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Memorable Manitobans: Ralph Joseph Horner (1848-1926)

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Ralph Joseph Horner
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Musician, composer.

Born in Newport, Monmouthshire, Wales on 28 April 1848, son of James and Sarah Horner. His musical talent was apparent at an early age, and by the age of 11 he was accompanist to the Newport Choral Society. From 1864 to 1867 he studied at the Leipzig Conservatorium. In 1868 he settled in Camberwell, London, England, where he taught piano, singing and harmony. He was appointed as conductor of the Peckham Choral Society, and Choirmaster at St Mary’s Church, Peckham. He was Conductor of the English Opera Company for seven years, and from 1879 to 1887 he worked for the D’Oyly Carte Opera Company, directing performances of Gilbert and Sullivan operettas throughout the country. In 1887 he took the position of Musical Director at the Strand Theatre in London.

In 1869, he married Marianne Amelia Rouse of Newport and they had three sons and a daughter.

In 1888 he was appointed as Lecturer in Music at Nottingham University, where his students included the composer Eric Coates. He conducted the Nottingham Amateur Orchestral Society, Nottingham Operatic Society and Nottingham Philharmonic Choir, and also served as Choirmaster at Nottingham Central Mission. In 1893 he graduated with the degree of Bachelor of Music from Durham University, and in 1898 as Doctor of Music (Durham).

In 1906 he moved to New York, and in 1909 to Winnipeg, where he was appointed as Director of the Imperial Academy of Music and Arts, a position he held until 1911. From 1909 to 1914 he was also music editor of the weekly Winnipeg Town Topics, to which he contributed articles on a wide variety of musical matters. From 1909 to 1912 he was conductor of the Winnipeg Oratorio Society. In 1911 he founded the Horner Opera Company, which in that year produced his opera The Belles of Barcelona. Except for a break during the years 1916 to 1917 when he served as a Bandmaster in the Canadian Army, he continued to direct the company up to the time of his death; its repertoire included many of the most popular works of Gilbert and Sullivan. In 1921 he was appointed as conductor of the Capitol Orchestra, and as organist and choirmaster at St Matthew’s Anglican Church. He served on the Council of the Canadian Guild of Organists. He was a founding member of the Men’s Musical Club in 1915, and served as its vice-president during its inaugural year.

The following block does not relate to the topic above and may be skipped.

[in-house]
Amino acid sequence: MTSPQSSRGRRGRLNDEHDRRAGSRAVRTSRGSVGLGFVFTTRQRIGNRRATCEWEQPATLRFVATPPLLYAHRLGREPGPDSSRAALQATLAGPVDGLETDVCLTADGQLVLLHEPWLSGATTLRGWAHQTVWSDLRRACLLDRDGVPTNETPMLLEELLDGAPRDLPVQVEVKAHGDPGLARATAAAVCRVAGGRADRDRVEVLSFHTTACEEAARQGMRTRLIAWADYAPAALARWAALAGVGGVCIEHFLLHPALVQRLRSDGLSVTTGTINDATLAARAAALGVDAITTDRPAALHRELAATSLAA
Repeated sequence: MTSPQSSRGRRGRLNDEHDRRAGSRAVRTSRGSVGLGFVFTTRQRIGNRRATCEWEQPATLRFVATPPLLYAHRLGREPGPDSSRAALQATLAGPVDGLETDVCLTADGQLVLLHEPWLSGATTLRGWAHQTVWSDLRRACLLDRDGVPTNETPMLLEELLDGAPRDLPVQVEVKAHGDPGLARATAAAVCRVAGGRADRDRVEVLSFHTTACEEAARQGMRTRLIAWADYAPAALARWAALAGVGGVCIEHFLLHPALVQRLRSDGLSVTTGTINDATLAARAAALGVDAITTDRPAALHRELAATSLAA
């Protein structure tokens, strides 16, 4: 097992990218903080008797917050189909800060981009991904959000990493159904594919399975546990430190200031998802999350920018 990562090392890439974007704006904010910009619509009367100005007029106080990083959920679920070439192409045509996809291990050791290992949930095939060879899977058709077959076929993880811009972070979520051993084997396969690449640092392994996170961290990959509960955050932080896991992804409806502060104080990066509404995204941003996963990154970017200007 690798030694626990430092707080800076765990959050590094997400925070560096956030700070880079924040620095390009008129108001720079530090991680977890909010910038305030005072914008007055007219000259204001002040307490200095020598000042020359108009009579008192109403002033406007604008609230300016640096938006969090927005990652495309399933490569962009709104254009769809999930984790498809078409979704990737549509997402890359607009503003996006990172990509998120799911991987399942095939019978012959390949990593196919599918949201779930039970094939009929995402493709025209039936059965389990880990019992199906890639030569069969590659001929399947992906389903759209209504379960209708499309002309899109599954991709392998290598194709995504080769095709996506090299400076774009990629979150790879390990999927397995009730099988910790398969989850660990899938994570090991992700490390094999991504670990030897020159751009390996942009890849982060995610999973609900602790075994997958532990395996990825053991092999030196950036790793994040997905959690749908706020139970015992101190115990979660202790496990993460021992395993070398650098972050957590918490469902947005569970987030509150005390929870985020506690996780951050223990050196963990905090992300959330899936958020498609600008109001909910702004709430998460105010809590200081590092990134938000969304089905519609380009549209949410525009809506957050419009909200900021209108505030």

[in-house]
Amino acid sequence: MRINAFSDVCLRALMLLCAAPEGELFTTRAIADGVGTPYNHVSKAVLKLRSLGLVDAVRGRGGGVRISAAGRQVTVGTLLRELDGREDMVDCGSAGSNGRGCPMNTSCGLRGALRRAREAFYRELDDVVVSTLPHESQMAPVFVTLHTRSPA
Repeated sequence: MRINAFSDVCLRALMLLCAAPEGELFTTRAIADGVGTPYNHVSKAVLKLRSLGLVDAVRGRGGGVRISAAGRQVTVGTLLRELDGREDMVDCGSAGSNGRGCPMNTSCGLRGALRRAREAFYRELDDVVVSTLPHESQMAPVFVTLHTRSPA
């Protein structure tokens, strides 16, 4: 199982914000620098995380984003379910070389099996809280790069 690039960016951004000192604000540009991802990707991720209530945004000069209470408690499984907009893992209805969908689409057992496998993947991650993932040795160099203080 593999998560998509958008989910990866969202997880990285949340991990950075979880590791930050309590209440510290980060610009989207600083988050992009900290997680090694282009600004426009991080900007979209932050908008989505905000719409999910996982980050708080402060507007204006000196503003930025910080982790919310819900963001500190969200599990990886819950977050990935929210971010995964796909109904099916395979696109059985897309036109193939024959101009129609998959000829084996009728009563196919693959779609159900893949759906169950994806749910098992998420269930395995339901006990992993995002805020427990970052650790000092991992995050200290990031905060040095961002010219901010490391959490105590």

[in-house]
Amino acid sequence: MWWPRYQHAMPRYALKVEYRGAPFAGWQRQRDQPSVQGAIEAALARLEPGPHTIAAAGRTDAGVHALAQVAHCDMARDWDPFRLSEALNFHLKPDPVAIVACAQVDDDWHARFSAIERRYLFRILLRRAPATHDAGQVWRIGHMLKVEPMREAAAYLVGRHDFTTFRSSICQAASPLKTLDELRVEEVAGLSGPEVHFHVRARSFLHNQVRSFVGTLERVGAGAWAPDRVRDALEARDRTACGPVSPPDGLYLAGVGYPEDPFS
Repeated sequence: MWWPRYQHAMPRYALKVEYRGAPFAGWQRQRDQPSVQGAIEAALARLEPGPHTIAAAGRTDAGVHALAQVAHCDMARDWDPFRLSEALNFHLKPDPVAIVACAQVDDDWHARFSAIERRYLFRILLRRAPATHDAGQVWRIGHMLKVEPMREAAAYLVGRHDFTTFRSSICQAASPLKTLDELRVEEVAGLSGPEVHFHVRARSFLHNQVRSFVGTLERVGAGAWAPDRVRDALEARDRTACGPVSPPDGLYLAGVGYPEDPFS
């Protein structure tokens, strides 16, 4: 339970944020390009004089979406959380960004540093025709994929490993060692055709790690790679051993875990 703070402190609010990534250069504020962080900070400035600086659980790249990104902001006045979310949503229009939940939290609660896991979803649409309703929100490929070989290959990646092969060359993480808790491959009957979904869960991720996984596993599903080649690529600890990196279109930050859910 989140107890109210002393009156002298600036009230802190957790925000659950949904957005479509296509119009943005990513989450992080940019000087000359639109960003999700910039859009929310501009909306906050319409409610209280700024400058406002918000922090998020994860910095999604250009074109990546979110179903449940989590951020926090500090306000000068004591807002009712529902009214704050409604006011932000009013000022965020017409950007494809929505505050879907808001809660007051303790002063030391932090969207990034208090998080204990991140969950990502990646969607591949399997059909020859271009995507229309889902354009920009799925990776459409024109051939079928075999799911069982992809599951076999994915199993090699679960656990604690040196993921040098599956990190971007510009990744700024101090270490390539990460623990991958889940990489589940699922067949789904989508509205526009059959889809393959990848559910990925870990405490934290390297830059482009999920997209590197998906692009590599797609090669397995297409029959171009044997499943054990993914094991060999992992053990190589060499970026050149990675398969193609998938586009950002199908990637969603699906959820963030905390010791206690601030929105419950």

His compositions include Amy Robsart and Belles of Barcelona (operas); David’s First Victory and St Peter (oratorios); Confucius (1888 - dramatic cantata); 6 operettas, several sacred cantatas and anthems and a symphony; A Fairy Overture, Intermezzo in B Major, Overture ‘The Viking’s Revels’, and Torch Dance (orchestral). The latter work won an Earl Grey Prize. He wrote many piano pieces, and more than 100 songs, some published by Reeder & Walsh, Weekes & Co & by Edwin Ashdown, all of London. The composer however has no entry in Michael Pilkington’s British Solo Song (2003).

He died in Winnipeg on 7 April 1926 at the age of 77. His wife died in Winnipeg in 1915.

His music has long disappeared without a trace and, at present, nothing appears to remain in print. The manuscript of one opera apparently survives in the Boston Public Library, and manuscripts of a number of songs are in the British Library. What survives in Winnipeg is a strong tradition of performance of the works of Gilbert and Sullivan, and this probably owes something to his influence all those years ago.

He is not to be confused with Ralph Horner of Toronto, who also wrote religious music.


Pioneers and Prominent People of Manitoba, Winnipeg: Canadian Publicity Company, 1925.

Dictionary of Manitoba Biography by John M. “Jack” Bumsted, Winnipeg: University of Manitoba Press, 1999.

This page was prepared by Keith Jones and Gordon Goldsborough.

Page revised: 21 November 2019

Memorable Manitobans

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